• They do have general stores and small health clinics in each village within the park.

One clear evening in August we drove up to Hayden Valley to hopefully see the asteroid events and the Milky Way and, of course try to hear the Elk and Bison trumpet and groan. We were successful on all counts.

Milky Way 2Milky WayIMG_0546elk1

We made friends easily with several of our co-workers and hope to see five of them in the next couple of weeks.

I will not be working there again even thought we had probably the best store manager and cafeteria manager in the entire park. We won’t for three good reasons: (1) it is a long, long drive from Tennessee to Wyoming and (2) my body doesn’t do changing shift work very well and (3) Yellowstone had in excess of 4 million visitors this year; a record. Sadly the company we worked for did not or could not supply our general store with enough help. Oh, my heart will miss it, to be sure.

bisonDSC03988DSC03990 - Copyearth quakeFriends at YSgrandswansYS FallsYS Hotel



I want to add something new to my blog post (below) from a couple of days ago.

There are circumstances in our families that we have grieved over (some of us) for years. We pray, but eventually we look at them and JUDGE them as impossible. Am I correct?

Disease, addictions, broken relationships, infertility, poverty, despair, rejection of the Gospel.

So in judging these impossible, do we, “…despise the riches of His goodness, forbearance, and longsuffering, not knowing that the goodness of God leads you to repentance?” (Romans 2:4 NKJV)

Beloved, judgment does not always have to do with seeing ourselves as righteous in comparison to others, but in rendering the goodness of God powerless in the light of what we see as impossible.

It was, after all, His goodness that brought me to His loving arms. And has kept me, in spite of my many poor life choices.


I was informed a couple of days ago that the lotteryf Power Ball is (was) 9million and today as I write it is up over a billion (yes, with a “B”). That is a lot of money and yes, we purchased a ticket and will probably get one tomorrow…

The day before I was told about the Powerball I starting reading Paul’s letter to Rome again. It is my current favorite book.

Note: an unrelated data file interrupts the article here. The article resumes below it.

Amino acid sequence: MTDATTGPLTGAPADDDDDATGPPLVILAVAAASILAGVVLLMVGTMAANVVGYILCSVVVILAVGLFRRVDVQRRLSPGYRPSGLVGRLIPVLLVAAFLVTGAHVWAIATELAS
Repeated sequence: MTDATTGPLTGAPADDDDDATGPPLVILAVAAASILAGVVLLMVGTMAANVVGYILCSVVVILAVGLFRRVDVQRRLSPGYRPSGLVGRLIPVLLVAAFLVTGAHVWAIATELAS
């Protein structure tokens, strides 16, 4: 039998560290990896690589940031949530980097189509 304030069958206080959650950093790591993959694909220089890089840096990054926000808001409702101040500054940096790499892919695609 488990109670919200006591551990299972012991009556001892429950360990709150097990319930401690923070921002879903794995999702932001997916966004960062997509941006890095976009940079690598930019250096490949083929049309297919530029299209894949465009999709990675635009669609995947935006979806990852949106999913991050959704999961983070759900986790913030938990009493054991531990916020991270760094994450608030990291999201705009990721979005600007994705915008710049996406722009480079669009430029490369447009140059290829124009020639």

A couple of weeks ago our pastor challenged us to find a personal scripture for the year. I prayed and asked for one.

Chapter one was mostly about the normal activity of the culture of the day (perhaps our current culture). Then it appears Paul starts addressing the Jewish believers in Rome for their judgment of the new Roman gentile believers.

This has basically been my stance with my judgment of my fellow man or my fellow believers. The word of God is the truth and my activities and your activities as related to it is between me and God and you and God.

I am certainly available to discuss His word lovingly when and where necessary with other believers. If I am in need of correction, I am open to it from God (Who is going to correct His children) and from other believers whom I respect.

I do not believe the Word of God should be used as the plumb line for non-believers. The Word of God is not relevant to a non-believer, is it? Is it my place to quote the Word of God unless asked? And if asked, I can only tell them of the riches of His GOODNESS.

So, in the process of reading the first chapter onto the second, one line took my breath away…do you despise the RICHES of His goodness…

. . .And do you think this, O man, you who judge those practicing such things, and doing the same, that you will escape the judgment of God?  Or do you despise the riches of His goodness, forbearance, and longsuffering, not knowing that the goodness of God leads you to repentance?  (Romans 2:3-4 NKJV)

Despise is a strong word. Do I despise His goodness? It is, after all, the goodness, mercy, acceptance that brought me and daily brings me to repentance.

THIS will be my scripture for the year of 2016. May I not forget it in the daily dealings with the woman in the mirror and the people I meet that so desperately need the riches of His Goodness…

I found 10 more references to His Riches in short order and have listed them below.

Perhaps I won’t win that Powerball, but true riches are mine for now and forever more. Amen


Does not the potter have power over the clay, from the same lump to make one vessel for honor and another for dishonor? What if God, wanting to show His wrath and to make His power known, endured with much long-suffering the vessels of wrath prepared for destruction and that He might make known the riches of His glory on the vessels of mercy, which He had *prepared beforehand for glory, (Romans 9:21-23 NKJV)

Oh, how great are God’s riches and wisdom and knowledge! How impossible it is for us to understand his decisions and his ways! (Romans 11:33 NLT)

He is so rich in kindness and grace that he purchased our freedom with the blood of his Son and forgave our sins.  (Ephesians 1:7 NLT)

I pray that your hearts will be flooded with light so that you can understand the confident hope he has given to those he called – his holy people who are his rich and glorious inheritance.   (Ephesians 1:18 NLT)

So God can point to us in all future ages as examples of the incredible wealth of his grace and kindness toward us, as shown in all he has done for us who are united with Christ Jesus.  (Ephesians 2:7 NLT)

Though I am the least deserving of all God’s people, he graciously gave me the privilege of telling the Gentiles about the endless treasures (riches) available to them in Christ.  (Ephesians 3:8 NLT)